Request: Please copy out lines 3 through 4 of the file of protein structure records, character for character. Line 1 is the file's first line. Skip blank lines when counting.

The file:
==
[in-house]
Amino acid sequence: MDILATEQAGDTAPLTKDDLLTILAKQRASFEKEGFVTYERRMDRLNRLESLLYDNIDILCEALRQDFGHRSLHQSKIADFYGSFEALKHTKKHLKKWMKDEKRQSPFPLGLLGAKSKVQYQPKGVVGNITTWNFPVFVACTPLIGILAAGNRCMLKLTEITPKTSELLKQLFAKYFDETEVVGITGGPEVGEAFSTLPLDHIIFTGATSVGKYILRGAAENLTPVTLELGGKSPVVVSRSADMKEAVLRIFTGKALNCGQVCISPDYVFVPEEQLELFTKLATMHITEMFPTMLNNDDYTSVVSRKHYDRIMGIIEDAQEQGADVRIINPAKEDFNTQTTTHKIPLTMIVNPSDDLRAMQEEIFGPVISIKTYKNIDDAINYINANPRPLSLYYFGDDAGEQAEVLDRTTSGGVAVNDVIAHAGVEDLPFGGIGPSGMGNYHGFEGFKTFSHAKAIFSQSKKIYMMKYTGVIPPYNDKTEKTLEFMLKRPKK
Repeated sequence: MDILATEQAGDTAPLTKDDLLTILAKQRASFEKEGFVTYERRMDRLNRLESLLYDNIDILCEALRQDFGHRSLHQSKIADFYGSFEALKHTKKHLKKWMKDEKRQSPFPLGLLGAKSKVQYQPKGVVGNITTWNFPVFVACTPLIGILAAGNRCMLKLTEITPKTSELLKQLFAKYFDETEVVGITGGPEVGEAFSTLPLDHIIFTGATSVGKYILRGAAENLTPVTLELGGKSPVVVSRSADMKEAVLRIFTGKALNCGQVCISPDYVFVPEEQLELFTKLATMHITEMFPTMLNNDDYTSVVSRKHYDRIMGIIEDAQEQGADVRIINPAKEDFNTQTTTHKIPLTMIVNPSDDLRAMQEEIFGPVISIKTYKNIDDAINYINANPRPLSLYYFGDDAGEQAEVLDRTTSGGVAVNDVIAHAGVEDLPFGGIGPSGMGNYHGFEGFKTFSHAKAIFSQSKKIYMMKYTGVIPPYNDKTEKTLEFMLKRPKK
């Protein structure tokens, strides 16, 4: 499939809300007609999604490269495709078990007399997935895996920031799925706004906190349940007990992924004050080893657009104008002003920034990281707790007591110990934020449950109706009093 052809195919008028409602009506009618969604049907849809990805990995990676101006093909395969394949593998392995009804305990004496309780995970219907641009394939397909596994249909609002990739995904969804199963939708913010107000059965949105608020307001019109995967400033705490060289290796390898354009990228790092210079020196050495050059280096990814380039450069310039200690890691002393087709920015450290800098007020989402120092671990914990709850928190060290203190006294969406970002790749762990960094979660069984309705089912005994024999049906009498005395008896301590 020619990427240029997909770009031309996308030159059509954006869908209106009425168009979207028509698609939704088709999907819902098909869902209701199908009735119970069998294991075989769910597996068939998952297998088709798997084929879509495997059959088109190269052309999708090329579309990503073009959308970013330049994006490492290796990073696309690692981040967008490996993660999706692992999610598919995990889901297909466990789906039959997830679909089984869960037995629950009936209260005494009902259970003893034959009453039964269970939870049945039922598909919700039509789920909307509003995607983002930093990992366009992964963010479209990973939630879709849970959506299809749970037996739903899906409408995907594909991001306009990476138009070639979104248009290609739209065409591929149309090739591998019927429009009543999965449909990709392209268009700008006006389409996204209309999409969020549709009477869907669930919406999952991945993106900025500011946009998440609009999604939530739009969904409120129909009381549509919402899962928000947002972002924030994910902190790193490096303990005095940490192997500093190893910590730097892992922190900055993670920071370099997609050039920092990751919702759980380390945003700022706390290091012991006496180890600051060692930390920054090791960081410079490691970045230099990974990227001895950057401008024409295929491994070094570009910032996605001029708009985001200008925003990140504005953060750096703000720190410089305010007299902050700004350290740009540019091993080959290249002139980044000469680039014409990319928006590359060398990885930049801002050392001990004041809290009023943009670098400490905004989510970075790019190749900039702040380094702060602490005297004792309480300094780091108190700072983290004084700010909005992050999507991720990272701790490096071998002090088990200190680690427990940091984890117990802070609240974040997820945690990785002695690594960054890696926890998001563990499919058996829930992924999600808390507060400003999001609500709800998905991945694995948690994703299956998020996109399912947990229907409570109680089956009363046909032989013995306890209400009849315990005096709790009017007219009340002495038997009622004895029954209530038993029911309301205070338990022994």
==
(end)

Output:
Repeated sequence: MDILATEQAGDTAPLTKDDLLTILAKQRASFEKEGFVTYERRMDRLNRLESLLYDNIDILCEALRQDFGHRSLHQSKIADFYGSFEALKHTKKHLKKWMKDEKRQSPFPLGLLGAKSKVQYQPKGVVGNITTWNFPVFVACTPLIGILAAGNRCMLKLTEITPKTSELLKQLFAKYFDETEVVGITGGPEVGEAFSTLPLDHIIFTGATSVGKYILRGAAENLTPVTLELGGKSPVVVSRSADMKEAVLRIFTGKALNCGQVCISPDYVFVPEEQLELFTKLATMHITEMFPTMLNNDDYTSVVSRKHYDRIMGIIEDAQEQGADVRIINPAKEDFNTQTTTHKIPLTMIVNPSDDLRAMQEEIFGPVISIKTYKNIDDAINYINANPRPLSLYYFGDDAGEQAEVLDRTTSGGVAVNDVIAHAGVEDLPFGGIGPSGMGNYHGFEGFKTFSHAKAIFSQSKKIYMMKYTGVIPPYNDKTEKTLEFMLKRPKK
């Protein structure tokens, strides 16, 4: 499939809300007609999604490269495709078990007399997935895996920031799925706004906190349940007990992924004050080893657009104008002003920034990281707790007591110990934020449950109706009093 052809195919008028409602009506009618969604049907849809990805990995990676101006093909395969394949593998392995009804305990004496309780995970219907641009394939397909596994249909609002990739995904969804199963939708913010107000059965949105608020307001019109995967400033705490060289290796390898354009990228790092210079020196050495050059280096990814380039450069310039200690890691002393087709920015450290800098007020989402120092671990914990709850928190060290203190006294969406970002790749762990960094979660069984309705089912005994024999049906009498005395008896301590 020619990427240029997909770009031309996308030159059509954006869908209106009425168009979207028509698609939704088709999907819902098909869902209701199908009735119970069998294991075989769910597996068939998952297998088709798997084929879509495997059959088109190269052309999708090329579309990503073009959308970013330049994006490492290796990073696309690692981040967008490996993660999706692992999610598919995990889901297909466990789906039959997830679909089984869960037995629950009936209260005494009902259970003893034959009453039964269970939870049945039922598909919700039509789920909307509003995607983002930093990992366009992964963010479209990973939630879709849970959506299809749970037996739903899906409408995907594909991001306009990476138009070639979104248009290609739209065409591929149309090739591998019927429009009543999965449909990709392209268009700008006006389409996204209309999409969020549709009477869907669930919406999952991945993106900025500011946009998440609009999604939530739009969904409120129909009381549509919402899962928000947002972002924030994910902190790193490096303990005095940490192997500093190893910590730097892992922190900055993670920071370099997609050039920092990751919702759980380390945003700022706390290091012991006496180890600051060692930390920054090791960081410079490691970045230099990974990227001895950057401008024409295929491994070094570009910032996605001029708009985001200008925003990140504005953060750096703000720190410089305010007299902050700004350290740009540019091993080959290249002139980044000469680039014409990319928006590359060398990885930049801002050392001990004041809290009023943009670098400490905004989510970075790019190749900039702040380094702060602490005297004792309480300094780091108190700072983290004084700010909005992050999507991720990272701790490096071998002090088990200190680690427990940091984890117990802070609240974040997820945690990785002695690594960054890696926890998001563990499919058996829930992924999600808390507060400003999001609500709800998905991945694995948690994703299956998020996109399912947990229907409570109680089956009363046909032989013995306890209400009849315990005096709790009017007219009340002495038997009622004895029954209530038993029911309301205070338990022994």